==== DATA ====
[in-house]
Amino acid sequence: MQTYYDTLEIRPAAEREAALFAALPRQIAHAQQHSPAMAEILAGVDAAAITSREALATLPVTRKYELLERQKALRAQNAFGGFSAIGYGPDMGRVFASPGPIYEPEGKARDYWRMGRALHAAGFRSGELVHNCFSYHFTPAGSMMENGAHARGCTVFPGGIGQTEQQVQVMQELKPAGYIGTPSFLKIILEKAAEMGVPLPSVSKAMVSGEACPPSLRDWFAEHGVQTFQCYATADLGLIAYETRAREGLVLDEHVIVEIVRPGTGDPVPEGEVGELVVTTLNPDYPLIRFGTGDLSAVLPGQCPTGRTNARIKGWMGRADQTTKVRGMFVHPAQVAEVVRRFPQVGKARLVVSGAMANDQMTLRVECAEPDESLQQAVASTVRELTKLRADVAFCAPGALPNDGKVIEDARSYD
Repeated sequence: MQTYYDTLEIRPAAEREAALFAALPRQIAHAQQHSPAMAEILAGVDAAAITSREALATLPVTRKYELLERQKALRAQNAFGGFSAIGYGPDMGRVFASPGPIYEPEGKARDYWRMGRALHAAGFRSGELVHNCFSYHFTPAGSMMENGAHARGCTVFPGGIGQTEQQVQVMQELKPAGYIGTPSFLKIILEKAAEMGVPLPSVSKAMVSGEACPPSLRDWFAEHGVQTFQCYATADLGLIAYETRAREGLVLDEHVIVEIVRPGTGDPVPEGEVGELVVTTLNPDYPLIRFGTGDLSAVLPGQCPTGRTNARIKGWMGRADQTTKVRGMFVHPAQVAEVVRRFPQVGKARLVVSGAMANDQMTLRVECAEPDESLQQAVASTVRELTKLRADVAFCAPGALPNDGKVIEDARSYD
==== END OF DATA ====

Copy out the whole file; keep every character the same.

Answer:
[in-house]
Amino acid sequence: MQTYYDTLEIRPAAEREAALFAALPRQIAHAQQHSPAMAEILAGVDAAAITSREALATLPVTRKYELLERQKALRAQNAFGGFSAIGYGPDMGRVFASPGPIYEPEGKARDYWRMGRALHAAGFRSGELVHNCFSYHFTPAGSMMENGAHARGCTVFPGGIGQTEQQVQVMQELKPAGYIGTPSFLKIILEKAAEMGVPLPSVSKAMVSGEACPPSLRDWFAEHGVQTFQCYATADLGLIAYETRAREGLVLDEHVIVEIVRPGTGDPVPEGEVGELVVTTLNPDYPLIRFGTGDLSAVLPGQCPTGRTNARIKGWMGRADQTTKVRGMFVHPAQVAEVVRRFPQVGKARLVVSGAMANDQMTLRVECAEPDESLQQAVASTVRELTKLRADVAFCAPGALPNDGKVIEDARSYD
Repeated sequence: MQTYYDTLEIRPAAEREAALFAALPRQIAHAQQHSPAMAEILAGVDAAAITSREALATLPVTRKYELLERQKALRAQNAFGGFSAIGYGPDMGRVFASPGPIYEPEGKARDYWRMGRALHAAGFRSGELVHNCFSYHFTPAGSMMENGAHARGCTVFPGGIGQTEQQVQVMQELKPAGYIGTPSFLKIILEKAAEMGVPLPSVSKAMVSGEACPPSLRDWFAEHGVQTFQCYATADLGLIAYETRAREGLVLDEHVIVEIVRPGTGDPVPEGEVGELVVTTLNPDYPLIRFGTGDLSAVLPGQCPTGRTNARIKGWMGRADQTTKVRGMFVHPAQVAEVVRRFPQVGKARLVVSGAMANDQMTLRVECAEPDESLQQAVASTVRELTKLRADVAFCAPGALPNDGKVIEDARSYD